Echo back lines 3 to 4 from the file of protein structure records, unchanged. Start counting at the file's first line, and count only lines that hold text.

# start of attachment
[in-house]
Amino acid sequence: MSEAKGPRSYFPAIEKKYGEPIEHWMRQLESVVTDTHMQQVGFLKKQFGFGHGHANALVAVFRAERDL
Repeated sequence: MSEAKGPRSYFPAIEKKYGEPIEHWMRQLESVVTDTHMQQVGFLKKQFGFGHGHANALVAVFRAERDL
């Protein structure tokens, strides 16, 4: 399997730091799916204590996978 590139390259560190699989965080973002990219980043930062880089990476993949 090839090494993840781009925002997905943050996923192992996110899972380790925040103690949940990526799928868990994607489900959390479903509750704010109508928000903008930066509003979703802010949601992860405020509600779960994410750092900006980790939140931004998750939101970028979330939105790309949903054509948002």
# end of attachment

Repeated sequence: MSEAKGPRSYFPAIEKKYGEPIEHWMRQLESVVTDTHMQQVGFLKKQFGFGHGHANALVAVFRAERDL
């Protein structure tokens, strides 16, 4: 399997730091799916204590996978 590139390259560190699989965080973002990219980043930062880089990476993949 090839090494993840781009925002997905943050996923192992996110899972380790925040103690949940990526799928868990994607489900959390479903509750704010109508928000903008930066509003979703802010949601992860405020509600779960994410750092900006980790939140931004998750939101970028979330939105790309949903054509948002």